Maybe No Move is a Good Move

Sometimes your best trade is the one you don't make. Now that sounds like something out of one of Casey Stengel's book of confusing after dinner speeches. But Ol' Case, who was much smarter than he wanted you to think, would agree with the comment wholeheartedly. There are at least three different factions marginally involved at the trading deadline.

[1] There are the talking heads on television that have no idea what quality minor league talent you have in your system and just how close they are to being ready to help the big club. They feel, at least that's what they tell you over and over, is that you are betraying the players and the fans if you don't make some sort of move to 'prove' you are really interested in winning a playoff slot.

[2] Then here are the fans who think along the same lines as the talking TV heads, and they are the ones that keep emailing us to urge trading Mike Edwards and Scott Erickson for Albert Pujols. That's a move that would certainly make everyone happy, except the front office of the St. Louis Cardinals who would quickly be standing in the unemployment line.

The fan base is about equally divided with some thinking you should move your entire Jacksonville roster for a once-great 39-year-old who is well past his prime. These are the fans keep voting those oldtimers into the All-Star game because of the warm memories they have of them.

The others are minor league aficionadas who feel that everyone on the Jacksonville roster will move up to the big club in a year or two and take care of the personnel problems for the next 10 years, and we'd certainly like that, too but its sort of unrealistic.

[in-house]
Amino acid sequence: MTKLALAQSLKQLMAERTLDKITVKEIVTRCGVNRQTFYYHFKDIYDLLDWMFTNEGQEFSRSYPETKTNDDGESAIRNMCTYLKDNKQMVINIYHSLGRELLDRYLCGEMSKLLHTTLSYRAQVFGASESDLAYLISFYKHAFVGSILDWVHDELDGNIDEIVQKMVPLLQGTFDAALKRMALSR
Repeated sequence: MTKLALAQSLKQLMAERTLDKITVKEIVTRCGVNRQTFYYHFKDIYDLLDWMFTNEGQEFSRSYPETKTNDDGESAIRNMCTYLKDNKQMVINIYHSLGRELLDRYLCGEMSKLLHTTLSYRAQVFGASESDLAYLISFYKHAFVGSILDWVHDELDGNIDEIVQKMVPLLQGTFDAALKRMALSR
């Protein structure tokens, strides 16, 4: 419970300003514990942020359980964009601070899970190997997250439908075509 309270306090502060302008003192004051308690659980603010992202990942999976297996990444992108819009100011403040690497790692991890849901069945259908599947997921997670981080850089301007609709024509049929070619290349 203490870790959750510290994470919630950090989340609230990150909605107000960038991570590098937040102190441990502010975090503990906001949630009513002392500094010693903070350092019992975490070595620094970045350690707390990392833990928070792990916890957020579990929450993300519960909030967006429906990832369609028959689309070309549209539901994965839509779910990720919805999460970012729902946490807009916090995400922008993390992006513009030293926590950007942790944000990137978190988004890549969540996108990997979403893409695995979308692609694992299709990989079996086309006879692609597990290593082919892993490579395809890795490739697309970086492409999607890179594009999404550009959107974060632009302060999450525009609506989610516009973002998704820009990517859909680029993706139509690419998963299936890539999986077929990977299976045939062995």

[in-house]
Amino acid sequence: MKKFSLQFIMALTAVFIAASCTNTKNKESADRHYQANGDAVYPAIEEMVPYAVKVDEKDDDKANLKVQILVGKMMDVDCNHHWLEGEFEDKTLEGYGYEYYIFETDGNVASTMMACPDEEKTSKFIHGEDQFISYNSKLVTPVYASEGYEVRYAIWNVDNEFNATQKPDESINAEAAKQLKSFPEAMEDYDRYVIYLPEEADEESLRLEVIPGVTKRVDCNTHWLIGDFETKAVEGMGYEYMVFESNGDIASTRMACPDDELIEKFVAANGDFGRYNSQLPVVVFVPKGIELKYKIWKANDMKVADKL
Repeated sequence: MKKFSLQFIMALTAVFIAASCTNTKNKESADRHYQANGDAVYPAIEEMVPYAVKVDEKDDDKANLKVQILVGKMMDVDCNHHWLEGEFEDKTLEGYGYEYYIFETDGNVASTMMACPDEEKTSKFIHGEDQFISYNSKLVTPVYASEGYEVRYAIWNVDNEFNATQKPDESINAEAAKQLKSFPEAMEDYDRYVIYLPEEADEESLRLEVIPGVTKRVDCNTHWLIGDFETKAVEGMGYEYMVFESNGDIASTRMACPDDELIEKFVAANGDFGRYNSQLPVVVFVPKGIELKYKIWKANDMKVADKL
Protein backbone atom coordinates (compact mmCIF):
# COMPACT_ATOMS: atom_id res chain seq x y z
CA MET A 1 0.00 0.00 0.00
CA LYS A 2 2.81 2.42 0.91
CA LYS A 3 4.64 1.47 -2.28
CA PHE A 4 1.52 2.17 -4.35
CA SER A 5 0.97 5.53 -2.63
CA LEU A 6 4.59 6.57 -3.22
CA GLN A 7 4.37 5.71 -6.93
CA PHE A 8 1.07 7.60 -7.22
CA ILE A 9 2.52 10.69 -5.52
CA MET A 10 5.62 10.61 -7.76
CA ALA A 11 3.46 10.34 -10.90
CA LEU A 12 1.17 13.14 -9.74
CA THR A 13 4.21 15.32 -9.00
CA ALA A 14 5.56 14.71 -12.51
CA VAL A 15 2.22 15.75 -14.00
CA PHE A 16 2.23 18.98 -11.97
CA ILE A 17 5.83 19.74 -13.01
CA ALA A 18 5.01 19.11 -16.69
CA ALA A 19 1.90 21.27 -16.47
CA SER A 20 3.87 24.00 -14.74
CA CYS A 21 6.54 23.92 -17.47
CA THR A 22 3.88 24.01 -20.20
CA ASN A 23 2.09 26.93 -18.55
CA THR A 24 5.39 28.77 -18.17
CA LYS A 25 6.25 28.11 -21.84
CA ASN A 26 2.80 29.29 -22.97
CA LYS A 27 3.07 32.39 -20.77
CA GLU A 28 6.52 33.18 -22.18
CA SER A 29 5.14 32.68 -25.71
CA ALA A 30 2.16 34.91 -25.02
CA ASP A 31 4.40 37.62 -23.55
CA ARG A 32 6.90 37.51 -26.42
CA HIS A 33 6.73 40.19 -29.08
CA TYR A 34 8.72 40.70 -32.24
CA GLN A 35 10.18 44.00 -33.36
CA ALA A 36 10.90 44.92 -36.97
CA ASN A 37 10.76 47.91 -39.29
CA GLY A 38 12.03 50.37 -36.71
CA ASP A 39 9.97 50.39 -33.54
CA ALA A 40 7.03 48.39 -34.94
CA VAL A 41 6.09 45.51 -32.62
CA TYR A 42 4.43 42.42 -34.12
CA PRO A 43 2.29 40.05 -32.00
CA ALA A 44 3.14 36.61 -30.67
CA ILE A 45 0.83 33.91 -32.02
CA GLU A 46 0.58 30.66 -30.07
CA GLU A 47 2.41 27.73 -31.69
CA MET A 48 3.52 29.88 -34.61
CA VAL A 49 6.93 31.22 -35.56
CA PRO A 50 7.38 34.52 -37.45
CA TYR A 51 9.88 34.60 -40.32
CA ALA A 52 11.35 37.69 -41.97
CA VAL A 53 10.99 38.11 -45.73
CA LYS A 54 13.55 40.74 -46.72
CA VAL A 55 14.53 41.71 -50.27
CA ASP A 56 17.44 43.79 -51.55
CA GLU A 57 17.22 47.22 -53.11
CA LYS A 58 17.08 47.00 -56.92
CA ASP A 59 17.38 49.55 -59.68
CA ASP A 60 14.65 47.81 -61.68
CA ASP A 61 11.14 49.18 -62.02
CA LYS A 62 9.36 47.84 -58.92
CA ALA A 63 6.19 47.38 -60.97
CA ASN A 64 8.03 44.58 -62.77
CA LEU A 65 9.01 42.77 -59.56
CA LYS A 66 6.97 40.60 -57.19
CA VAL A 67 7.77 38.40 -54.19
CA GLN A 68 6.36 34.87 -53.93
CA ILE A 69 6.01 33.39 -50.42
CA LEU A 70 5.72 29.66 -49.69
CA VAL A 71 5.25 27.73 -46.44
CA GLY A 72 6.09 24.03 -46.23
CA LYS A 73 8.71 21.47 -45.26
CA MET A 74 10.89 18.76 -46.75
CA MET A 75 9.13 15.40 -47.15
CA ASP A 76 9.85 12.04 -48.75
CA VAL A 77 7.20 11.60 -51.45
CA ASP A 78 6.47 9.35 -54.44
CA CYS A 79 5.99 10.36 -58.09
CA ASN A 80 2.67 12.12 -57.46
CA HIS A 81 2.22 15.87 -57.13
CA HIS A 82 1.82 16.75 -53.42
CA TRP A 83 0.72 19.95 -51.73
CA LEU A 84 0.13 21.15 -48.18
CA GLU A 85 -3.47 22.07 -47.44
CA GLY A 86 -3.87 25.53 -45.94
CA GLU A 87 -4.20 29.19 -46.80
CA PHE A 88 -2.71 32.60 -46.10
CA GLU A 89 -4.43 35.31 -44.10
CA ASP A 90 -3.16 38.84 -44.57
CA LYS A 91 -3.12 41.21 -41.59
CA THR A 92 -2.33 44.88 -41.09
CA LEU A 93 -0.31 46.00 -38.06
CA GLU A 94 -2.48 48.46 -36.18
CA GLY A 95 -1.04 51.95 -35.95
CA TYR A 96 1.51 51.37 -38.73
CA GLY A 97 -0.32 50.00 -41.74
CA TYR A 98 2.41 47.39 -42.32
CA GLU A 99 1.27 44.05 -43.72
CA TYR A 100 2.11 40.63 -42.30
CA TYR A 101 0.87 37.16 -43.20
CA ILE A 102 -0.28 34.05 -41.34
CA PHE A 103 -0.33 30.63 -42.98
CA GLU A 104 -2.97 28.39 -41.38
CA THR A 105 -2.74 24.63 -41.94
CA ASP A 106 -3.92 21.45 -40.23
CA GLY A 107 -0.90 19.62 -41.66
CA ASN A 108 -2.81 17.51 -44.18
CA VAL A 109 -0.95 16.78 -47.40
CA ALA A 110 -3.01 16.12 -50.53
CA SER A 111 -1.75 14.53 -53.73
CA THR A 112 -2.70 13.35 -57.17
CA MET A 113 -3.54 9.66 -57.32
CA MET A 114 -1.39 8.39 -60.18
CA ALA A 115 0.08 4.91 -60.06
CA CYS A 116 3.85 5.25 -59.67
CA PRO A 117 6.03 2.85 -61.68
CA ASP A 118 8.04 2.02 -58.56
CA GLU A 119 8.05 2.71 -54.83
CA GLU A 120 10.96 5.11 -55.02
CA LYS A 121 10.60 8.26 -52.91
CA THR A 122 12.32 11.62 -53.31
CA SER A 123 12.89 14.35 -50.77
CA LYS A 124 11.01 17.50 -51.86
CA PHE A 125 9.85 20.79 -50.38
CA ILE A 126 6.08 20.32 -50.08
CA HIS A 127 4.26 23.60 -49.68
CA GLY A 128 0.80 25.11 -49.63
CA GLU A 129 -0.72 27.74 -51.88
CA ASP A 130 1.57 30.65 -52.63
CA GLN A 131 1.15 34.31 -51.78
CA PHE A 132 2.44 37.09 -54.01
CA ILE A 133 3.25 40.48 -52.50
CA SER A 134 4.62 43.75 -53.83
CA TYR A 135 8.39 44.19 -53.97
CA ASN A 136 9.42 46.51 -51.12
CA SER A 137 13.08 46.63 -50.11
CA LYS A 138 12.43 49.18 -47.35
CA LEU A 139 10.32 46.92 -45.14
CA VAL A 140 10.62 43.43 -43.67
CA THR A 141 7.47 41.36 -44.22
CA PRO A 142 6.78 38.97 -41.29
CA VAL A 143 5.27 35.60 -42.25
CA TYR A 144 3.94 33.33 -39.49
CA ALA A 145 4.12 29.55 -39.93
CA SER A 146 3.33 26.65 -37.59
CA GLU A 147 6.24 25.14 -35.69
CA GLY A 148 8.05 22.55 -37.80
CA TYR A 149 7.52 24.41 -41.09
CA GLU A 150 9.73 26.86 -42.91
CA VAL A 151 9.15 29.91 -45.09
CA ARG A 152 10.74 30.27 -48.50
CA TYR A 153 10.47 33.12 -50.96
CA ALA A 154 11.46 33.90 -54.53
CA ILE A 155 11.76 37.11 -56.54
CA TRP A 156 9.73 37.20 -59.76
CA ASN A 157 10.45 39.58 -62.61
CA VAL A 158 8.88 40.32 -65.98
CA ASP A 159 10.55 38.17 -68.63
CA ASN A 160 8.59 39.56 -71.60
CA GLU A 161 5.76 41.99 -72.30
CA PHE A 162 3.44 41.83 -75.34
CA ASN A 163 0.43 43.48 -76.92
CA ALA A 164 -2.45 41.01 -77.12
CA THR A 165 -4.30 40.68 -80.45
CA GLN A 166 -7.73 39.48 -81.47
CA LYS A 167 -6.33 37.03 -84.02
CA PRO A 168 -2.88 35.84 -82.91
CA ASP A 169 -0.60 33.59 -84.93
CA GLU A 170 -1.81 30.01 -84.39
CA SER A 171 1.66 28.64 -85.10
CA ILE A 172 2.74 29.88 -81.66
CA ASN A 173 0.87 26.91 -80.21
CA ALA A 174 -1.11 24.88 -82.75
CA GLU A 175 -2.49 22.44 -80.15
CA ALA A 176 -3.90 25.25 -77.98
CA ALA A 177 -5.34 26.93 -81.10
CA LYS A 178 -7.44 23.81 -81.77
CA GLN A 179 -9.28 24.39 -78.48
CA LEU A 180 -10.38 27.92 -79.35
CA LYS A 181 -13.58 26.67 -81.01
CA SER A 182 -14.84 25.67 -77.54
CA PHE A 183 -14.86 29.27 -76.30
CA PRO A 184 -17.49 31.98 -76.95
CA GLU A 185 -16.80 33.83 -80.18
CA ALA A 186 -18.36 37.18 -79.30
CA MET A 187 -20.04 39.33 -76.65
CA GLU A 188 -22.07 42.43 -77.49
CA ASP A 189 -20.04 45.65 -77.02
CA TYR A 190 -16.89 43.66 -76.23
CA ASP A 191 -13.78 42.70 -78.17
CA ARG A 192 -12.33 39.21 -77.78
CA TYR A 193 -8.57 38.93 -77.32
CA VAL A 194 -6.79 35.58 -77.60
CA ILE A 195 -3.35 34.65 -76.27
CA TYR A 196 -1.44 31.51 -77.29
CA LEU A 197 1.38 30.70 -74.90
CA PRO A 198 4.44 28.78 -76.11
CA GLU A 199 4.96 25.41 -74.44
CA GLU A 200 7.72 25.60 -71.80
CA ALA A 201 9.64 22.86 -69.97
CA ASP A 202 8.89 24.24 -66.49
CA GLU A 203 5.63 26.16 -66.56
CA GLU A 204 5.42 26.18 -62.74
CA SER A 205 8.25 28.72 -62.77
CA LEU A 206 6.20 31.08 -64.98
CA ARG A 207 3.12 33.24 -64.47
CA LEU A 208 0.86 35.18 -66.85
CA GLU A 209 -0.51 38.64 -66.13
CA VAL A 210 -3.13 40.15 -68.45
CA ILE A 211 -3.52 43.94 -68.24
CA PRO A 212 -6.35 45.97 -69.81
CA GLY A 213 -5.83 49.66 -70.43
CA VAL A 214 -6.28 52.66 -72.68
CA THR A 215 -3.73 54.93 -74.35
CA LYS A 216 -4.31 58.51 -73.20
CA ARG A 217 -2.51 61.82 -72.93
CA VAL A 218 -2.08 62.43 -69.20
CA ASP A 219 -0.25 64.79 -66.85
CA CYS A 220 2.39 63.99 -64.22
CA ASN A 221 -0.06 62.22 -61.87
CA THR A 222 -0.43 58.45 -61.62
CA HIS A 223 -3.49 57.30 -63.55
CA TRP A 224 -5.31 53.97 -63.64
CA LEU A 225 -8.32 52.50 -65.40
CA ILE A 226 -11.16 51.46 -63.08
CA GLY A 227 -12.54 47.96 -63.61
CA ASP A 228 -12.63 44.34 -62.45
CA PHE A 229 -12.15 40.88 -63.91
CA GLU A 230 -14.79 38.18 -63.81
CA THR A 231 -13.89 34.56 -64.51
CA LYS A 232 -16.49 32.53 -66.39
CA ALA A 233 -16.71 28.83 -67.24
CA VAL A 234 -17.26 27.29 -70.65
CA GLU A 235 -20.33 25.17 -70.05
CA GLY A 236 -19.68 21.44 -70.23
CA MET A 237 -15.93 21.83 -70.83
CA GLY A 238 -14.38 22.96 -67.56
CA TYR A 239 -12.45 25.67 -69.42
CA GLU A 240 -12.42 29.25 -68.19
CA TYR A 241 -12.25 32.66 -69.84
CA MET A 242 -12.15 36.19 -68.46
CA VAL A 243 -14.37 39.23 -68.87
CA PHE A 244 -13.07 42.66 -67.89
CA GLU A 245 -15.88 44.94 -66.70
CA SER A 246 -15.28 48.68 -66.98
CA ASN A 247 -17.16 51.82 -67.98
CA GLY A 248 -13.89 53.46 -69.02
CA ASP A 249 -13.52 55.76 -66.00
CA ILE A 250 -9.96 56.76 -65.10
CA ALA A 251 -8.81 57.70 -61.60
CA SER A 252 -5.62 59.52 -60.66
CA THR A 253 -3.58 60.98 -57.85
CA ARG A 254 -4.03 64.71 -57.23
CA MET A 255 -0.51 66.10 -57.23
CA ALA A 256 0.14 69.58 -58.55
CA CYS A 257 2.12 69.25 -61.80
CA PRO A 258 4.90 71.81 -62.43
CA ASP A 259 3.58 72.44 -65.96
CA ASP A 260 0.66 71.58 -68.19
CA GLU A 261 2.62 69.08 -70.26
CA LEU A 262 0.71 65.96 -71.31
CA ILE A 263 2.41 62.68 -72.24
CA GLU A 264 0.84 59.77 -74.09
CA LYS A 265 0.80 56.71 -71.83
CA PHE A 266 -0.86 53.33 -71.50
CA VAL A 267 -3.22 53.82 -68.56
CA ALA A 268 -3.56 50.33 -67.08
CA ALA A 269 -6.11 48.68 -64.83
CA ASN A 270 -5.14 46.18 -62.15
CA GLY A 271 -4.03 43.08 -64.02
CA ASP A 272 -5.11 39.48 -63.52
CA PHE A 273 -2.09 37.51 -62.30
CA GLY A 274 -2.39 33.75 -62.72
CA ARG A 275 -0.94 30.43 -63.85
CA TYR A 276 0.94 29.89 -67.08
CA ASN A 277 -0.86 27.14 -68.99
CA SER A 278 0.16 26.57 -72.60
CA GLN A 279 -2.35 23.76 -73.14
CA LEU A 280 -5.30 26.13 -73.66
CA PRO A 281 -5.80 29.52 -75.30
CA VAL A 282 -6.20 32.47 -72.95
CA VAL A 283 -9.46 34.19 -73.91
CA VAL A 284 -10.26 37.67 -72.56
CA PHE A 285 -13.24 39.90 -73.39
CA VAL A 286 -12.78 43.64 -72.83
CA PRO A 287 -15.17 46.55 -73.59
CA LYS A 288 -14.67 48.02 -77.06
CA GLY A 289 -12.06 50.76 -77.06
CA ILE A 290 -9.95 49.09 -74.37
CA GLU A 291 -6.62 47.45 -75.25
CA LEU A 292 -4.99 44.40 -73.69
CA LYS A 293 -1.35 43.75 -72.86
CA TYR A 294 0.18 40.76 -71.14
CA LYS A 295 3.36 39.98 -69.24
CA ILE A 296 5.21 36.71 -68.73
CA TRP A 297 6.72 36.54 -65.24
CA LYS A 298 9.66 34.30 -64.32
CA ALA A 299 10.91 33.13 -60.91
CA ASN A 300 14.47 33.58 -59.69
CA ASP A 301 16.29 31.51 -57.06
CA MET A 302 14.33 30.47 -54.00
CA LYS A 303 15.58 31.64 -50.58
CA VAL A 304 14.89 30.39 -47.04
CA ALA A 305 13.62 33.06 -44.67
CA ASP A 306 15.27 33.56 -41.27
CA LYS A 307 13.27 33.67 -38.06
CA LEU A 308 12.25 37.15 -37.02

[3] The third group, and the one that's not marginally involved and ultimately has the power to go either way, is General Manager Paul DePodesta, whose neck is on the line if he ether does or doesn't trade someone for something.

You rarely catch lightening in a bottle and pick up a Steve Finley but you can find dozens available who you wish you would have never heard of.

DePodesta called up a couple of 21-year-olds, catcher Dioner Navarro and 21-year-old Jonathan Broxton recently and said that the pair are better than anyone that was available. And while he didn't say it, there are a few more gems down on the farm that are not that far from being ready.

"We had serious talks with more than a dozen teams in the last few days," he said. "We made a last-ditch effort with our top three to four targets. But Nobody moved."

DePodesta would not get into specifics but sources said outfielder-first baseman Adam Dunn of the Cincinnati Reds and first baseman Mike Sweeney of the Kansas City Royals were among players pursued by the Dodgers.

But the Reds were reluctant to part with Dunn and would have done so only in exchange for top prospects and a proven pitcher. (So, you give them Weaver or Penny or Lowe and LaRoche and/or Guzman?)

The Royals wanted a top prospect and a proven hitter and also refused to pay any of the $25 million Sweeney is owed the next two seasons. (So you pick up $12.5 million a year in salary and give up Kent plus Billingsley or Tiffany or Elbert?)

It says here we don't think so.

Obviously that would be akin to some sort of Branch Rickey's formula -- subtraction by addition.

DePodesta also noted Dodger owner Frank McCourt placed no financial limits on him. McCourt urged DePodesta to go after who he needed despite the size of the player's salary.

Just before the trading deadline, DePodesta said, they were even adding money to try to close deals.

His final comment seemed to sum it up: "For the right deal we would have traded anybody," DePodesta said.

Some have said the Dodgers must trade some of the talent pool because they will not all fit on the major league roster and thus be available in the Rule V draft this fall.

But remember, even though this is the end of the trading deadline, teams can still make waiver deals and a little later into the season many clubs will find they are, indeed, out of the race and start shedding salary. If you have talented kids you have to move a that time, you can pick up some real bargains.

Whether you agreed or disagreed with DePodesta's trade moves at the deadline last year, he certainly seemed to act with discretion this time around, declining to be stampeded into a trade just for a trade's sake. Maybe we will thank him in a couple years.

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